Boys may very well be in crisis when it comes to the classroom, but if so, that's the way it's always been.
In 2006, Newsweek magazine declared it, loud, on their cover: America's boys were in crisis.
Boys were falling behind their female counterparts in school. They were getting worse grades, lagging on standardized tests, and not attending college in the same numbers as girls. "By almost every benchmark," Peg Tyre, the author of the cover story, wrote, "boys across the nation and in every demographic group are falling behind."
And so it began — the end of men, but also an ongoing conversation on how to better boys' performance in the classroom.
This "boy crisis," however, was based on an assumption: that males had previously been on top. Granted, there was evidence to support that idea. For one, educational institutions for most of modern history have been openly sexist, favoring boys. And traditionally, males had outperformed girls in standardized tests and in math and science. But "by the mid-1990s, girls had reduced the gap in math, and more girls than boys were taking high-school-level biology and chemistry," Tyre wrote.
The assumption that boys had been the better students didn't seem right to (married) researchers Daniel and Susan Voyer of the University of New Brunswick in Canada. "I've been collecting grade data for a long time," Daniel Voyer says in a phone interview. "Typically if you find gender differences, they are in favor of girls — it doesn't matter what it is. So it started to kind of puzzle me." And so the pair set out to test, collecting every study they could find on grades and gender since 1914 and crunching the numbers in a mega-meta analysis, the first of its kind.
What resulted was a data set totaling more than 1 million students and this conclusion: Not only are girls the better students in every subject tested, that has been the case for at least 100 years. Boys may very well be in crisis when it comes to the classroom, but if so, that's the way it's always been.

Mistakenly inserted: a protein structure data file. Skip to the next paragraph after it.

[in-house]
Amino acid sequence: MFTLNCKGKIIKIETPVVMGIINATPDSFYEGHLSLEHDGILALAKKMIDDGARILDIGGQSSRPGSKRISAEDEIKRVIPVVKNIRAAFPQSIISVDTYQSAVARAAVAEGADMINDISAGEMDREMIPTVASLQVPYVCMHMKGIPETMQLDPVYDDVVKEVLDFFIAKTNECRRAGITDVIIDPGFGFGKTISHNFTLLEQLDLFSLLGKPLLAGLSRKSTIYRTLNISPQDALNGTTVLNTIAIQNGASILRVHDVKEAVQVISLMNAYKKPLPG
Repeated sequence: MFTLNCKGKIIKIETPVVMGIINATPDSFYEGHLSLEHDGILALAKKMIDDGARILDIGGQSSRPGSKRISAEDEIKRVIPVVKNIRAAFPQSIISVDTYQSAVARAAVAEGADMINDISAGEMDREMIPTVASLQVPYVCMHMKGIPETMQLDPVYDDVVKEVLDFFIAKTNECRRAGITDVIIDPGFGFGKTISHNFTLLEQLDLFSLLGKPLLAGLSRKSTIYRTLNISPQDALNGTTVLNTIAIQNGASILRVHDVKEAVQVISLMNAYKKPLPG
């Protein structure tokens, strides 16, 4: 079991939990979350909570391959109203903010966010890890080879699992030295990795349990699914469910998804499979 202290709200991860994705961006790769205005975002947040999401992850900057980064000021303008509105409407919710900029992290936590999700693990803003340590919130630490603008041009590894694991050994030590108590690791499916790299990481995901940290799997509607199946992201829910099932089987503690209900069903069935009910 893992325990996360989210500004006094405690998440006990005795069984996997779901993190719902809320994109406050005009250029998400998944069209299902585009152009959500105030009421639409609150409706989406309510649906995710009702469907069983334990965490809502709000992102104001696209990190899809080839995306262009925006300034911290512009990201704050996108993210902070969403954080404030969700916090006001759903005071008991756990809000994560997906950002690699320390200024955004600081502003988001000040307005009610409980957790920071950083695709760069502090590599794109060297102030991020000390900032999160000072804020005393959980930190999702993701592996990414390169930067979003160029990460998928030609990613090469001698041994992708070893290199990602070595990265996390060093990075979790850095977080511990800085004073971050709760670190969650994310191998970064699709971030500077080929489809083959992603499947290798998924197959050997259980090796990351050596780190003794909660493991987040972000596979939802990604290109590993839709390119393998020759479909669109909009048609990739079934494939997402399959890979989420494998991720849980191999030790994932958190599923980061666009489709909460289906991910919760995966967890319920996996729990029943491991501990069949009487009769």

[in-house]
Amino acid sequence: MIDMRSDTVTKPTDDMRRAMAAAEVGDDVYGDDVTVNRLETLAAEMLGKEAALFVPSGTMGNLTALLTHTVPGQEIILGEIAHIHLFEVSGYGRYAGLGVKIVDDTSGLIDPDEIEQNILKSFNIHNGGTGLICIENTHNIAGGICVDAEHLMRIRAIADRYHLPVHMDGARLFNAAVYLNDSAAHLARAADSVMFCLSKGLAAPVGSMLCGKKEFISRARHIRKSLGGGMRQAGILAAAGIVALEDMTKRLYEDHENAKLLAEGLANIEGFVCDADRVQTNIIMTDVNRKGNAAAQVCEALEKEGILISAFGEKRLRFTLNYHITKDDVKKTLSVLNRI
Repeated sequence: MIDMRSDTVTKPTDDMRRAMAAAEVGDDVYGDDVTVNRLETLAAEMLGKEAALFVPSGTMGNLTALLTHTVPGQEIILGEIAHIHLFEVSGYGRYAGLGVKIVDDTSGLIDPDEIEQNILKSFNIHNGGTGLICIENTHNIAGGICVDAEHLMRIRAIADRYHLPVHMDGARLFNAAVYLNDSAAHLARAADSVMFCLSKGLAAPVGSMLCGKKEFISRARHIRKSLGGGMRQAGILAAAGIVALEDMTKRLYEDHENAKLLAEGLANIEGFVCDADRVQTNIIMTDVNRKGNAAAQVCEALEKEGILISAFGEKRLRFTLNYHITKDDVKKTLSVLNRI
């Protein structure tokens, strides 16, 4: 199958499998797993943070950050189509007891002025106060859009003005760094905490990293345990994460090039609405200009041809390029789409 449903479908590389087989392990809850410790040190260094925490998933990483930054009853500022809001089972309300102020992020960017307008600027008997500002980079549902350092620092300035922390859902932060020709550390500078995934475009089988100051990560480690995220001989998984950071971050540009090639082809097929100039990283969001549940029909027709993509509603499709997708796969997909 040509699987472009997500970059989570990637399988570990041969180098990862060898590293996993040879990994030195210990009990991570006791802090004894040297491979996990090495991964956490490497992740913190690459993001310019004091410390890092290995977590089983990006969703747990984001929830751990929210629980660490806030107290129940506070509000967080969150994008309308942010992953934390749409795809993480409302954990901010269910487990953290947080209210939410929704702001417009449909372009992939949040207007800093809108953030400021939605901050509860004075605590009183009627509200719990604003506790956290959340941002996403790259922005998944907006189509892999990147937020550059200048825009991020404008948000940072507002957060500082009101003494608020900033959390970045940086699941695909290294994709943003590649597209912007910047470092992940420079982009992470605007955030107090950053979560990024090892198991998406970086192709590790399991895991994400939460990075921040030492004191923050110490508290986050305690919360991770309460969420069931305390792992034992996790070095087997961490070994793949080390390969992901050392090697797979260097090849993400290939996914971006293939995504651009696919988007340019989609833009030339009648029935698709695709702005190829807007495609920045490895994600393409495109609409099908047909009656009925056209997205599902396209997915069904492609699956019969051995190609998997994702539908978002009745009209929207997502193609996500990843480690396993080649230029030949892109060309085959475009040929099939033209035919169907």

The Voyers read through more than 6,000 articles to arrive at their final sample of 369 studies. It was an exhaustive process. "I just called it the bane of my existence," Voyer, who embarked on the work in 2011, says.
The Voyers limited their sample to studies of teacher-assigned grades and excluded those of standardized tests. Tests can exhibit a phenomenon called stereotype threat, in which stereotypes (let's say, girls don't do well on the math portion of the SAT), become self-fulfilling prophecies. The grade data are also richer: encompassing the entirety of academic experience, not just one afternoon test date. Plus researchers have shown that grades in high school are as good or even better indicators of college success than standardized tests.
While the girls' advantage is largest in reading and language studies, it exists for all subjects, even math and science. And though they tested data from across the world, the Voyers found the gender gap was largest in the United States.
What's most striking is that the gender gap held across the decades. If the boy crisis existed, they would have seen boys' performance peak and fall over time. That wasn't the case. "Boys have been lagging for a long time and ... this is a fairly stable phenomenon," the paper concluded.
Theories abound over why girls outperform boys. It could be that girls are more willing to seek help with challenges, that they are more patient and attentive in class, that the structure of the classroom is better suited to their psychology. "By kindergarten, girls are substantially more attentive, better behaved, more sensitive, more persistent, more flexible, and more independent than boys," The New York Times reported earlier this week.
All of which might be true. But the bottom line is that it's really hard to know for sure.
The classroom is the nexus of American society. It's where children's social status, parental involvement, culture, and hereditary abilities clash with a system of varying standards and varying quality of teaching. The results of that clash are clear — that girls are outperforming boys — but the interaction of the inputs aren't. "There's something going on," Voyer says, "And there's something going on for 100 years. What the heck is going on? I really don't know."